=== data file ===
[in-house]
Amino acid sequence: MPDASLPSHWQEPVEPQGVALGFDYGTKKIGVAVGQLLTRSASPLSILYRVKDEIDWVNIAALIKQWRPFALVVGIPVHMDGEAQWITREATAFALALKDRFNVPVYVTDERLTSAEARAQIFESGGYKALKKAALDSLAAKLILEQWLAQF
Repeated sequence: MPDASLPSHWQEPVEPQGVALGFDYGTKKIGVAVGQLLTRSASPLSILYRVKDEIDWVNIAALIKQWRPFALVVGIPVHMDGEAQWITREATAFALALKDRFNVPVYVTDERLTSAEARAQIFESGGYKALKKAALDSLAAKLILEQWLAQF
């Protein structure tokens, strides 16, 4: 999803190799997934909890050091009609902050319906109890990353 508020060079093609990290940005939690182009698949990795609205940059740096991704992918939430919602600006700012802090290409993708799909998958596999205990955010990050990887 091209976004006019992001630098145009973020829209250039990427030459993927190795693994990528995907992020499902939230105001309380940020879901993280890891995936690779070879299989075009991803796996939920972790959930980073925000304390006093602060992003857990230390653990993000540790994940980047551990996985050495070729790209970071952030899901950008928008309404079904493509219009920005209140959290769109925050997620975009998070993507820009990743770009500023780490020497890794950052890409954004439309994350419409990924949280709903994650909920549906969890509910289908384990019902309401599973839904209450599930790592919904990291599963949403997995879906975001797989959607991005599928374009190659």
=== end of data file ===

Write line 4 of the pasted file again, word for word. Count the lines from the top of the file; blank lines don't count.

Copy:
């Protein structure tokens, strides 16, 4: 999803190799997934909890050091009609902050319906109890990353 508020060079093609990290940005939690182009698949990795609205940059740096991704992918939430919602600006700012802090290409993708799909998958596999205990955010990050990887 091209976004006019992001630098145009973020829209250039990427030459993927190795693994990528995907992020499902939230105001309380940020879901993280890891995936690779070879299989075009991803796996939920972790959930980073925000304390006093602060992003857990230390653990993000540790994940980047551990996985050495070729790209970071952030899901950008928008309404079904493509219009920005209140959290769109925050997620975009998070993507820009990743770009500023780490020497890794950052890409954004439309994350419409990924949280709903994650909920549906969890509910289908384990019902309401599973839904209450599930790592919904990291599963949403997995879906975001797989959607991005599928374009190659």